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Alleged Mid-Missouri cocaine dealer potentially exposes informants

The federal government Tuesday filed a letter of opposition in response to a request from the lawyer of an alleged Mid-Missouri cocaine dealer to allow him to keep court discovery while in jail.

Malcolm Redmon was arrested last year and charged in a major drug bust surrounding a known cocaine ring with 26 other people in November 2014.

Redmon was arrested on three cocaine-related charges last August, more than a dozen charges stemming back to drug trafficking and distribution.

U.S. prosecutors for the Western District of Missouri said they are opposed to Redmon being able to keep court records relating back to his case.

The letter says Redmon’s previous lawyer had given reports to him in direct violation of court order. Assistant United States Attorney Anthony Gonzalez said today Redmon then used those documents to identify people believed to be confidential informants, and told people outside of jail.

Authorities found out about Redmon leaking the information to outside sources, and agents were able to get a search warrant to take the reports from Redmon’s jail cell.

Western District spokesperson Don Ledford did not know Tuesday night how agents found out about Redmon’s actions, or when they searched Redmon’s cell.

Redmon’s current lawyer, David A. Kelly, filed a motion September 29 to let his client keep those documents, which include witness statements made to police. Redmon is currently in federal custody, assigned to Phelps County by the U.S. Marshal’s service. Kelly said in his motion the distance between he and Redmon makes it difficult to meet as often as Redmon would like to review his case, which is on the court’s January trial setting docket. Kelly’s office at Kelly, Symonds and Reed in Lee’s Summit is about three hours from the Phelps County Jail in Rolla.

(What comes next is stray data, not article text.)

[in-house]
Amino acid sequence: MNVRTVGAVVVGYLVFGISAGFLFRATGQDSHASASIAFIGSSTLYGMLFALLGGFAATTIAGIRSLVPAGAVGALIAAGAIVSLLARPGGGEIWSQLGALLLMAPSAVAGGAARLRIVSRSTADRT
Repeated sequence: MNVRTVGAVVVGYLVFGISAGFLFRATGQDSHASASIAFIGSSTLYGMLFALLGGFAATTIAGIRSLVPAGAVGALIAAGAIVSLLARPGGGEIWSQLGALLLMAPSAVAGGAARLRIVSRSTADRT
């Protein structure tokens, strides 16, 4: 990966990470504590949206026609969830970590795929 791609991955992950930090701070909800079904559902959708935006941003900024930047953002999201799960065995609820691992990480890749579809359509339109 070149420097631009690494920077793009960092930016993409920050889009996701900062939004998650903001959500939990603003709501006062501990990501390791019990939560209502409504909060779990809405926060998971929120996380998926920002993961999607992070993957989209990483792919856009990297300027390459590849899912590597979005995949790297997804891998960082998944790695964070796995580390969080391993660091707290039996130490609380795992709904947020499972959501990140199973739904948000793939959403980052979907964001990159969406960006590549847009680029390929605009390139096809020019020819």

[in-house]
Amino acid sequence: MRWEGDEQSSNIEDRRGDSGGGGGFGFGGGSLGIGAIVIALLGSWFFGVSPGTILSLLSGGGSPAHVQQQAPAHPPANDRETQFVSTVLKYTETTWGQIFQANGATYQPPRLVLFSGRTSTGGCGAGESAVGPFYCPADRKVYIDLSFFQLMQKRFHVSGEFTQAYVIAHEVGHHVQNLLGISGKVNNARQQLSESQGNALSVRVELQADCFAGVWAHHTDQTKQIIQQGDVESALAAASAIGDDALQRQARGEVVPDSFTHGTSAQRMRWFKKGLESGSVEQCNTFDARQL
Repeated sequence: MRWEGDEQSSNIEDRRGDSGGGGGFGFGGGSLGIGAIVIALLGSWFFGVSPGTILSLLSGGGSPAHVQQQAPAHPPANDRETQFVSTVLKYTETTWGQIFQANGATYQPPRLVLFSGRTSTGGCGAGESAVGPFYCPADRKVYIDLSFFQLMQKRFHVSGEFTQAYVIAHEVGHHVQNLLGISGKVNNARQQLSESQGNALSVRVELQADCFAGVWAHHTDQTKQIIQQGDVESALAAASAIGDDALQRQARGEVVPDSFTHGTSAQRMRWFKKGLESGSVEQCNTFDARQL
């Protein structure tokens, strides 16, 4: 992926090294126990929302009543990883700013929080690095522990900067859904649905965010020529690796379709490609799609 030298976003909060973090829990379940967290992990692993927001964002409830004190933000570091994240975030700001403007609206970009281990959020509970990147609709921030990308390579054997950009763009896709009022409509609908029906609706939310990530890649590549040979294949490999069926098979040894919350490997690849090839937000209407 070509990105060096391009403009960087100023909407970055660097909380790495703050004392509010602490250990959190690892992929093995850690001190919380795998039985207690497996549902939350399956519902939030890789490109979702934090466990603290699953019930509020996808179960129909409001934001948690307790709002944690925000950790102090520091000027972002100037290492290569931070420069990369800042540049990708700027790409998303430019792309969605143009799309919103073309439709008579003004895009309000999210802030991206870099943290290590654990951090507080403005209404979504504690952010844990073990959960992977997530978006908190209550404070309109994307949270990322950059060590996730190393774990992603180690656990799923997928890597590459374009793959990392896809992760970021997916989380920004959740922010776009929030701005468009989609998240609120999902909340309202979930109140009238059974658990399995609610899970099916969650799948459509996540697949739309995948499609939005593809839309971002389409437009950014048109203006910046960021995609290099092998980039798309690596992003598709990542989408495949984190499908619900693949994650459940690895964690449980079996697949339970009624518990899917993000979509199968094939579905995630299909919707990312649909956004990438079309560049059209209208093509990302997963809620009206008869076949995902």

An agreement between Redmon, his lawyer, and prosecutors from last November says if the agreement is violated, the government can withhold discovery. However, as it stands, the government continues to release and allow Redmon’s current lawyer access to materials, even though Redmon violated the agreement and “potentially endangered witnesses.”

The government’s letter states, “The Government believes that the defendant [Redmon] has sufficient access to discovery to assist in the preparation of his case, and by his prior conduct, he has shown he cannot be trusted, and that giving him access to any documentation is potentially dangerous to witnesses.”

Kelly also has a pending motion for Redmon to spend at least one hour each day at the Phelps County Jail’s Law Library. According to Kelly’s motion, Redmon only has 30 minutes a week to research his options before his trial.

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